Greencore to maintain focus on food-to-go

By Aidan Fortune

- Last updated on GMT

Greencore believes there are more opportunities to be had in food to go and snacking
Greencore believes there are more opportunities to be had in food to go and snacking
Convenience food manufacturer Greencore is to continue its focus on the food-to-go sector following an “eventful year” for the business.

Speaking to Food Manufacture​, Greencore’s chief financial officer Eoin Tonge said the company would be keeping its focus on the UK, particularly food-to-go.

“It has been an eventful year for us, with massive organisational change and the disposal of our US business, but we’ve ended the year strongly,”​ said Tonge. “Our primary focus now is doing more in the areas we’re currently in. We’re not actively chasing businesses right now.”

Food-to-go focus

In its results for the year ended 28 September 2018, Greencore reported a 4.2% rise in group revenue, while pre-tax profit rose from £15.8m in 2017 to £17.8m this year. The majority of the business’ success has come from food-to-go, an area Tonge said Greencore wanted to grow in. “An area of opportunity for us is scaling up in the categories we are already present in. There has been a proliferation of snacking throughout the day, and we need to take advantage of this opportunity. We’re also less big in salads and ready meals, so there’s opportunities there as well.”

In November, Greencore finalised the sale of its US business to Hearthside Food Solutions for US$1.1bn​. Tonge said this would have a significant impact on the business’ 2019 financial results. “There will be quite a profound effect – it was sold for $1.1bn which will help pay off debt in the business. We’ll also be moving from a bigger cost base to a smaller one which will also have an impact​,” he said.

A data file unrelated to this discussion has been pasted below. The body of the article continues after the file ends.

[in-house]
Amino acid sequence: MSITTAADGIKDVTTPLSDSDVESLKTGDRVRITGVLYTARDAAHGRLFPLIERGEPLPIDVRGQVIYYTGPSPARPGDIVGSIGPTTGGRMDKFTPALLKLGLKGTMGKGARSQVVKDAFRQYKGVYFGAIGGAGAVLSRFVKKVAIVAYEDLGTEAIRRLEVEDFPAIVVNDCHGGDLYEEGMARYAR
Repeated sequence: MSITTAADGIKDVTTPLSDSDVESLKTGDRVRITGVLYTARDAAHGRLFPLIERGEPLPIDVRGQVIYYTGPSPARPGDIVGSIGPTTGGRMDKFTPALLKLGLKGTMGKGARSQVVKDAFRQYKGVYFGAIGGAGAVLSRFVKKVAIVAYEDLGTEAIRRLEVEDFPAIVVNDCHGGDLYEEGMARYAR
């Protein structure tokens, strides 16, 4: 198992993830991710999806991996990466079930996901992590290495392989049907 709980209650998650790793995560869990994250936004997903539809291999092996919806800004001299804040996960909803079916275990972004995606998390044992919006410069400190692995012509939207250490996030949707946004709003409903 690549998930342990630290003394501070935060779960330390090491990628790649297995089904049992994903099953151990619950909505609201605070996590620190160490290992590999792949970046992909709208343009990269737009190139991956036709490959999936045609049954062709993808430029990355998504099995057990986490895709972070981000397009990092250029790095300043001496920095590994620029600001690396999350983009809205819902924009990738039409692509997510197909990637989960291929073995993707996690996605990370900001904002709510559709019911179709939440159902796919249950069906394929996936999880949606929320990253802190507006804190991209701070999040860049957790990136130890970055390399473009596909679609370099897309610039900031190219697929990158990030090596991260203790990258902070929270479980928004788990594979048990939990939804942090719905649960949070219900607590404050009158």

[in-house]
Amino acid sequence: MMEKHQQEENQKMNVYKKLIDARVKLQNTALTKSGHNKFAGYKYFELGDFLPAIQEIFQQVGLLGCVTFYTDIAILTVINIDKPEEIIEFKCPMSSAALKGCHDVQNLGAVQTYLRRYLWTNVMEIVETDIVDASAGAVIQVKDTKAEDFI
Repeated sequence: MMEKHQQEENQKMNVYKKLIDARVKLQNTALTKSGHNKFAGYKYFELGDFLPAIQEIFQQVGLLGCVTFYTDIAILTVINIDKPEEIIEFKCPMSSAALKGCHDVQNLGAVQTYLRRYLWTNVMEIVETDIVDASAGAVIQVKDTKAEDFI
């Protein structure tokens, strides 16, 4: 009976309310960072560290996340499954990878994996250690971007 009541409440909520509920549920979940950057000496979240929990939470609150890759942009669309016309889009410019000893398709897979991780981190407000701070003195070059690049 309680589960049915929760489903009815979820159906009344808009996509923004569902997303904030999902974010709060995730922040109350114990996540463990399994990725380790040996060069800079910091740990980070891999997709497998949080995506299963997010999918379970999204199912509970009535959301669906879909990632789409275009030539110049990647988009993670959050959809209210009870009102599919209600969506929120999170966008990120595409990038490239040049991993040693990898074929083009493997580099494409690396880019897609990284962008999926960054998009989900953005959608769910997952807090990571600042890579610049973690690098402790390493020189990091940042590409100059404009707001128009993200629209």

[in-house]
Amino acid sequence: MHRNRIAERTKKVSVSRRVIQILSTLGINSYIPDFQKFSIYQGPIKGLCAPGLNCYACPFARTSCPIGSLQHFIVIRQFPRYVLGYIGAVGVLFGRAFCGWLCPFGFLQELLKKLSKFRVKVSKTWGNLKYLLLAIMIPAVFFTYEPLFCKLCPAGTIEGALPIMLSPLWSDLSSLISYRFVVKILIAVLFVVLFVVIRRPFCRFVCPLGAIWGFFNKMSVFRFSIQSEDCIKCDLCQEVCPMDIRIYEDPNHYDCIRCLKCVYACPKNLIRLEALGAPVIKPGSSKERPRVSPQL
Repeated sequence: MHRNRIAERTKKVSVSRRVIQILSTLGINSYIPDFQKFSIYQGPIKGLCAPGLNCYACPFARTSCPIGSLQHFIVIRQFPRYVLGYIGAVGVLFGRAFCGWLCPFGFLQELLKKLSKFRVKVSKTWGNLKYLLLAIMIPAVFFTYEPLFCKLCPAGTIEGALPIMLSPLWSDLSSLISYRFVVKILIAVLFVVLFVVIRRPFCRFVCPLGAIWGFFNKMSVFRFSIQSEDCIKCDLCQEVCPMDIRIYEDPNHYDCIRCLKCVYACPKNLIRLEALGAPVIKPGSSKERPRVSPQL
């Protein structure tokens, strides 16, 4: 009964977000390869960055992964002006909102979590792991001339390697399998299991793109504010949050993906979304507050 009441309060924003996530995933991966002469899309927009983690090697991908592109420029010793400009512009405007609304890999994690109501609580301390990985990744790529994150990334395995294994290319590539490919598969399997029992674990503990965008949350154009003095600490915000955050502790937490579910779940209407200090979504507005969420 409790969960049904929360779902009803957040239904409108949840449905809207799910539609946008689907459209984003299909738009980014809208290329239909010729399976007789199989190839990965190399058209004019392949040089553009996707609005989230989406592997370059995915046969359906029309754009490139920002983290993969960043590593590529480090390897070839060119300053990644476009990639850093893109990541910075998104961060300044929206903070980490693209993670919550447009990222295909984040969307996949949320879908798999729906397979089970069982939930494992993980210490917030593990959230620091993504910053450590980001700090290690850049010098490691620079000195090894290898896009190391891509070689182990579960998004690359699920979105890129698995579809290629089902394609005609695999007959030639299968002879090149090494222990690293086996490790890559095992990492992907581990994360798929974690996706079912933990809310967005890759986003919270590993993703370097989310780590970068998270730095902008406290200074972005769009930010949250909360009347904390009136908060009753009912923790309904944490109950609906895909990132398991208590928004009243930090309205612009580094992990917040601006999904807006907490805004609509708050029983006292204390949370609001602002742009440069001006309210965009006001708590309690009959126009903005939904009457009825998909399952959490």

He added that some of the money raised from the US deal would be used to buy back shares in the business during the first quarter of 2019.

Brexit dilemma

Tonge said the nature of the Greencore business, which focuses on fresh produce, meant it couldn’t stockpile products in the same way an ambient product manufacturer does. “It’s not as straightforward for us, as we can’t build stockpiles of fresh produce. Instead, we have contingency plans that enable us to substitute products if we are faced with a border situation coming out of Brexit, but these plans are already in place for other situations where supply might be compromised. But the whole stockpiling situation has been overblown in some cases; there may be some short-term delays, but this won’t last.”

One benefit that Greencore has seen is that it is Brexit-ready, although Tonge insisted this was purely coincidental. “We started an organisational change process two years ago and we’re now seeing the culmination of that. It does see our business going into Brexit in a strong position, but that wasn’t our intention at any stage.”

Shift change

During the year, Greencore also announced a move away from long-life ready meals in favour of fresher offerings, which involved the closing of one of its Kiveton sites in Sheffield​. Tonge said this was done to respond to consumer demands. “It’s had quite a significant impact. Long-life ready meals are very good from a technical perspective compared to fresh, but they are going against the trends of consumers wanting fresher products. Creating this shift has had an impact on the investments we’ve made, as well as the staff at that site.”

Related topics Supply Chain Fresh produce

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